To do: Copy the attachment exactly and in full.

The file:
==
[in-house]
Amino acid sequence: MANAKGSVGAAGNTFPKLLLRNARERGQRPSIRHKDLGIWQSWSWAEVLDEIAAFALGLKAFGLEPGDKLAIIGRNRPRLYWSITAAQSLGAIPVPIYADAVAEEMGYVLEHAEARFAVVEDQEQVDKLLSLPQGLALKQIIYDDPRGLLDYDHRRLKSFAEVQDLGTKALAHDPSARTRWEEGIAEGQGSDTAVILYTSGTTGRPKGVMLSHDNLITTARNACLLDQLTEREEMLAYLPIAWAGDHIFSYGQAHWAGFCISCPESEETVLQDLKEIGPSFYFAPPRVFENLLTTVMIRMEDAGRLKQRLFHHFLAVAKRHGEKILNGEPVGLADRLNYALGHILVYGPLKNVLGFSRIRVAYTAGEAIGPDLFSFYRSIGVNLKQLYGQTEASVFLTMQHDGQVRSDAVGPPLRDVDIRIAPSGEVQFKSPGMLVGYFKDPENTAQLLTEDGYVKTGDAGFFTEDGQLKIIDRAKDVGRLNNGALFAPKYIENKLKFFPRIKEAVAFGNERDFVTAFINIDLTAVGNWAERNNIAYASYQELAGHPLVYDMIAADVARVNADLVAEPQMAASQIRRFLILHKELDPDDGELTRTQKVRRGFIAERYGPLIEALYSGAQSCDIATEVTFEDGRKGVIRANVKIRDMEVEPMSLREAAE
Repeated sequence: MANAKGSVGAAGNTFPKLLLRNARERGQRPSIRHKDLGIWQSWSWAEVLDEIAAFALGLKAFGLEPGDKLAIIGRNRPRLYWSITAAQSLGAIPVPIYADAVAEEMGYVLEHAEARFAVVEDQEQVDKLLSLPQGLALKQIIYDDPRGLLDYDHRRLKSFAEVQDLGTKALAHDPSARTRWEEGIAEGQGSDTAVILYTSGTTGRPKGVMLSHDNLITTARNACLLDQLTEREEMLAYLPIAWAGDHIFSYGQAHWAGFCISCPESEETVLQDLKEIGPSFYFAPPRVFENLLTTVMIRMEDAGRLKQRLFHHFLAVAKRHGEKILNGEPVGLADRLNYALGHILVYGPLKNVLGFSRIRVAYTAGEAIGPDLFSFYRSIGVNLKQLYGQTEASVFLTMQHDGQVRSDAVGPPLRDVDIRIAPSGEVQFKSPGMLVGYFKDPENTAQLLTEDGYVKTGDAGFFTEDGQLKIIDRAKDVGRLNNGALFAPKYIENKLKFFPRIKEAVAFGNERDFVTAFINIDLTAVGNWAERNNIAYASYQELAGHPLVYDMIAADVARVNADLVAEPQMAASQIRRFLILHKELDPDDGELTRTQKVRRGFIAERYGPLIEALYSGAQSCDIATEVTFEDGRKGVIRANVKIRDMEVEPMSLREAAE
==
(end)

[in-house]
Amino acid sequence: MANAKGSVGAAGNTFPKLLLRNARERGQRPSIRHKDLGIWQSWSWAEVLDEIAAFALGLKAFGLEPGDKLAIIGRNRPRLYWSITAAQSLGAIPVPIYADAVAEEMGYVLEHAEARFAVVEDQEQVDKLLSLPQGLALKQIIYDDPRGLLDYDHRRLKSFAEVQDLGTKALAHDPSARTRWEEGIAEGQGSDTAVILYTSGTTGRPKGVMLSHDNLITTARNACLLDQLTEREEMLAYLPIAWAGDHIFSYGQAHWAGFCISCPESEETVLQDLKEIGPSFYFAPPRVFENLLTTVMIRMEDAGRLKQRLFHHFLAVAKRHGEKILNGEPVGLADRLNYALGHILVYGPLKNVLGFSRIRVAYTAGEAIGPDLFSFYRSIGVNLKQLYGQTEASVFLTMQHDGQVRSDAVGPPLRDVDIRIAPSGEVQFKSPGMLVGYFKDPENTAQLLTEDGYVKTGDAGFFTEDGQLKIIDRAKDVGRLNNGALFAPKYIENKLKFFPRIKEAVAFGNERDFVTAFINIDLTAVGNWAERNNIAYASYQELAGHPLVYDMIAADVARVNADLVAEPQMAASQIRRFLILHKELDPDDGELTRTQKVRRGFIAERYGPLIEALYSGAQSCDIATEVTFEDGRKGVIRANVKIRDMEVEPMSLREAAE
Repeated sequence: MANAKGSVGAAGNTFPKLLLRNARERGQRPSIRHKDLGIWQSWSWAEVLDEIAAFALGLKAFGLEPGDKLAIIGRNRPRLYWSITAAQSLGAIPVPIYADAVAEEMGYVLEHAEARFAVVEDQEQVDKLLSLPQGLALKQIIYDDPRGLLDYDHRRLKSFAEVQDLGTKALAHDPSARTRWEEGIAEGQGSDTAVILYTSGTTGRPKGVMLSHDNLITTARNACLLDQLTEREEMLAYLPIAWAGDHIFSYGQAHWAGFCISCPESEETVLQDLKEIGPSFYFAPPRVFENLLTTVMIRMEDAGRLKQRLFHHFLAVAKRHGEKILNGEPVGLADRLNYALGHILVYGPLKNVLGFSRIRVAYTAGEAIGPDLFSFYRSIGVNLKQLYGQTEASVFLTMQHDGQVRSDAVGPPLRDVDIRIAPSGEVQFKSPGMLVGYFKDPENTAQLLTEDGYVKTGDAGFFTEDGQLKIIDRAKDVGRLNNGALFAPKYIENKLKFFPRIKEAVAFGNERDFVTAFINIDLTAVGNWAERNNIAYASYQELAGHPLVYDMIAADVARVNADLVAEPQMAASQIRRFLILHKELDPDDGELTRTQKVRRGFIAERYGPLIEALYSGAQSCDIATEVTFEDGRKGVIRANVKIRDMEVEPMSLREAAE